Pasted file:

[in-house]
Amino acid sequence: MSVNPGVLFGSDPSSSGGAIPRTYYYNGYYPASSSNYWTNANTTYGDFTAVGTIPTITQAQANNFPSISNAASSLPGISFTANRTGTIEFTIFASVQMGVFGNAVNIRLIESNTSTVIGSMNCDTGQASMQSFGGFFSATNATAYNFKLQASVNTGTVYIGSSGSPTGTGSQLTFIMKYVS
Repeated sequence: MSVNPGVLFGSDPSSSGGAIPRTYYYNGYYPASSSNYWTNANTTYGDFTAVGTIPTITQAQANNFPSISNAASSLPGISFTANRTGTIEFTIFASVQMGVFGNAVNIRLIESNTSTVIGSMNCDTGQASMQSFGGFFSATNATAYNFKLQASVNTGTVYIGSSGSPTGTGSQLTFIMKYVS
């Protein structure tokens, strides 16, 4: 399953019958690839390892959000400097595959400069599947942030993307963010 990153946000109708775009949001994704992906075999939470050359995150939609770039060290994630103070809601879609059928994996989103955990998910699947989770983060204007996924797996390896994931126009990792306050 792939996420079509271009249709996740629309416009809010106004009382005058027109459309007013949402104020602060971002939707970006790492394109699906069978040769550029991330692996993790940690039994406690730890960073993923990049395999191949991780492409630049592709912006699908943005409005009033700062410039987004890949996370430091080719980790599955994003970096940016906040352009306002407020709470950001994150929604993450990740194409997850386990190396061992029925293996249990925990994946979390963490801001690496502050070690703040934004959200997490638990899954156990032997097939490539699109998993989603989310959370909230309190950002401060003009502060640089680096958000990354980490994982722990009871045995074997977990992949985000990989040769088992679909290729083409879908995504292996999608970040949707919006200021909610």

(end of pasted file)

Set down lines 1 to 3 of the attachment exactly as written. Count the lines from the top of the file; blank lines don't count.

[in-house]
Amino acid sequence: MSVNPGVLFGSDPSSSGGAIPRTYYYNGYYPASSSNYWTNANTTYGDFTAVGTIPTITQAQANNFPSISNAASSLPGISFTANRTGTIEFTIFASVQMGVFGNAVNIRLIESNTSTVIGSMNCDTGQASMQSFGGFFSATNATAYNFKLQASVNTGTVYIGSSGSPTGTGSQLTFIMKYVS
Repeated sequence: MSVNPGVLFGSDPSSSGGAIPRTYYYNGYYPASSSNYWTNANTTYGDFTAVGTIPTITQAQANNFPSISNAASSLPGISFTANRTGTIEFTIFASVQMGVFGNAVNIRLIESNTSTVIGSMNCDTGQASMQSFGGFFSATNATAYNFKLQASVNTGTVYIGSSGSPTGTGSQLTFIMKYVS